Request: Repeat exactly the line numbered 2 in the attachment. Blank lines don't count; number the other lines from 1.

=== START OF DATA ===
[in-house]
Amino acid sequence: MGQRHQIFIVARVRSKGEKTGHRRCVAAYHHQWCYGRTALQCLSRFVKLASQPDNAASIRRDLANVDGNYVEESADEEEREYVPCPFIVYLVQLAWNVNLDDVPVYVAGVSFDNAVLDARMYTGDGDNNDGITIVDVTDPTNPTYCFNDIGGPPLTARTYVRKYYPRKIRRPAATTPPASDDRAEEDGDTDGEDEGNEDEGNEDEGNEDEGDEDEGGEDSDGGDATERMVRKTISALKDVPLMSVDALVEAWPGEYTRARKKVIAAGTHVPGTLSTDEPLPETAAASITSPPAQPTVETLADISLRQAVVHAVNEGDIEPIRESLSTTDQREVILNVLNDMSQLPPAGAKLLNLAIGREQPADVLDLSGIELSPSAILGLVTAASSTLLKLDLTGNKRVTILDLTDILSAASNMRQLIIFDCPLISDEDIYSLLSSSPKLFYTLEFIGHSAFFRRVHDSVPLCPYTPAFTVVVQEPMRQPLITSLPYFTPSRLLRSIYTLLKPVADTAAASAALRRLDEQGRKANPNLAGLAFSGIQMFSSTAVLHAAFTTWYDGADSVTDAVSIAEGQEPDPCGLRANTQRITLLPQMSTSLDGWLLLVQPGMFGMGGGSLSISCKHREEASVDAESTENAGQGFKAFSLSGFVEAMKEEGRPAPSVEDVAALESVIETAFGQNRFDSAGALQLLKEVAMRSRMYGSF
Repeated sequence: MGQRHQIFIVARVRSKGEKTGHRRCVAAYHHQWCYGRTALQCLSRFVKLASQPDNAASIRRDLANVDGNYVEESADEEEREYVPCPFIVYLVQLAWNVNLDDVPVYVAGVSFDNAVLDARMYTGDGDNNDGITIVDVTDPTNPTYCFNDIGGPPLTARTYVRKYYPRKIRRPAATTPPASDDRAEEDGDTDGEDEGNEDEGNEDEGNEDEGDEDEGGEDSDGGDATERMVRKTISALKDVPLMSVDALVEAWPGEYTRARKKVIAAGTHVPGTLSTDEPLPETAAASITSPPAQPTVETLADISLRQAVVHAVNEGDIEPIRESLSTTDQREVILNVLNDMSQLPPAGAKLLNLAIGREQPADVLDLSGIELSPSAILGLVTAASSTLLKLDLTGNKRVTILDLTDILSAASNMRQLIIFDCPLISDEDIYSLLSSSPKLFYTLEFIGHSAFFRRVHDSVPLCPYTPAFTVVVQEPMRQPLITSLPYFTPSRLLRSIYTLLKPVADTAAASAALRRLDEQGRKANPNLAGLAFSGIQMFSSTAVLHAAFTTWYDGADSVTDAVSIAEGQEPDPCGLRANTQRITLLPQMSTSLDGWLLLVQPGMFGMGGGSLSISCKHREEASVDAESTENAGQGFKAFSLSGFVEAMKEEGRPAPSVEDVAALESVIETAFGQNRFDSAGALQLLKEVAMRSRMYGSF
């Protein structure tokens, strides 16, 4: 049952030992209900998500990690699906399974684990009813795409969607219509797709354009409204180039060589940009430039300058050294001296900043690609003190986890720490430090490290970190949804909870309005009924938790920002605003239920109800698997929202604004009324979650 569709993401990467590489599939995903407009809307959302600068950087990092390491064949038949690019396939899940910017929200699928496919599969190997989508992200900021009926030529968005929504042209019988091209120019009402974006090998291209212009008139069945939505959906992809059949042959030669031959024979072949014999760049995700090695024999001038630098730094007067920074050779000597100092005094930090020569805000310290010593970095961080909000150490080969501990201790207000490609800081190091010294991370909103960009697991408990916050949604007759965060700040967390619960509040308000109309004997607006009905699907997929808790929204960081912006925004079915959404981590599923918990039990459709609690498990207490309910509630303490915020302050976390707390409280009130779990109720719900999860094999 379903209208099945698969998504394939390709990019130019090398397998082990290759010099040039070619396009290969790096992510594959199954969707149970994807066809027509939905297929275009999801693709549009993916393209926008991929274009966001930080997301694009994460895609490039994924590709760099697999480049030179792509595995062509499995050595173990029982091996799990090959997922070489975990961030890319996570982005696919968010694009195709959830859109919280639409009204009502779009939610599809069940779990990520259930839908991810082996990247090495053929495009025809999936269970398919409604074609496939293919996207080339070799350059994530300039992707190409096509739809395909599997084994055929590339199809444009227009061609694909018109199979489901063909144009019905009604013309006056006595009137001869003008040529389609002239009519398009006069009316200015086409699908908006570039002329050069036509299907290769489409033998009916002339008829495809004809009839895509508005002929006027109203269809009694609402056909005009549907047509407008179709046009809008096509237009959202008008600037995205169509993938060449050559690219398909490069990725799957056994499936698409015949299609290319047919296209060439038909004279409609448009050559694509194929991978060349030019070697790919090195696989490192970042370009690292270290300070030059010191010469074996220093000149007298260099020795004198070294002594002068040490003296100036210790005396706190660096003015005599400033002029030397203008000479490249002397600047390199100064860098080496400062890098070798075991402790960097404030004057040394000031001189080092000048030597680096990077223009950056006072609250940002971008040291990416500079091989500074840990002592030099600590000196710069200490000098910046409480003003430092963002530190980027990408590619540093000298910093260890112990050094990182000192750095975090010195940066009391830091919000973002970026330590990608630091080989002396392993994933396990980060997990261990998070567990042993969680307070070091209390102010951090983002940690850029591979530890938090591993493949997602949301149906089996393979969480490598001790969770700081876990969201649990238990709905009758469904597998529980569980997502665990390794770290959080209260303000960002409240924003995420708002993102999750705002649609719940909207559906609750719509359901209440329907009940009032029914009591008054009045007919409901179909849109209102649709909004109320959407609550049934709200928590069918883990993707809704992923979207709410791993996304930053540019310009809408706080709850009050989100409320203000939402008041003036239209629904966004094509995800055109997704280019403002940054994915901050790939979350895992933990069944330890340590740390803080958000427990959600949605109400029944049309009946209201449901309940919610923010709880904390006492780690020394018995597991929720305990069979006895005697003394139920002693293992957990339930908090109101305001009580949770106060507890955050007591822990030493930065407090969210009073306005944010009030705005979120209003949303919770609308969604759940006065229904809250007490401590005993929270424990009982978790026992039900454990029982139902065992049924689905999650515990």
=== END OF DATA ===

Amino acid sequence: MGQRHQIFIVARVRSKGEKTGHRRCVAAYHHQWCYGRTALQCLSRFVKLASQPDNAASIRRDLANVDGNYVEESADEEEREYVPCPFIVYLVQLAWNVNLDDVPVYVAGVSFDNAVLDARMYTGDGDNNDGITIVDVTDPTNPTYCFNDIGGPPLTARTYVRKYYPRKIRRPAATTPPASDDRAEEDGDTDGEDEGNEDEGNEDEGNEDEGDEDEGGEDSDGGDATERMVRKTISALKDVPLMSVDALVEAWPGEYTRARKKVIAAGTHVPGTLSTDEPLPETAAASITSPPAQPTVETLADISLRQAVVHAVNEGDIEPIRESLSTTDQREVILNVLNDMSQLPPAGAKLLNLAIGREQPADVLDLSGIELSPSAILGLVTAASSTLLKLDLTGNKRVTILDLTDILSAASNMRQLIIFDCPLISDEDIYSLLSSSPKLFYTLEFIGHSAFFRRVHDSVPLCPYTPAFTVVVQEPMRQPLITSLPYFTPSRLLRSIYTLLKPVADTAAASAALRRLDEQGRKANPNLAGLAFSGIQMFSSTAVLHAAFTTWYDGADSVTDAVSIAEGQEPDPCGLRANTQRITLLPQMSTSLDGWLLLVQPGMFGMGGGSLSISCKHREEASVDAESTENAGQGFKAFSLSGFVEAMKEEGRPAPSVEDVAALESVIETAFGQNRFDSAGALQLLKEVAMRSRMYGSF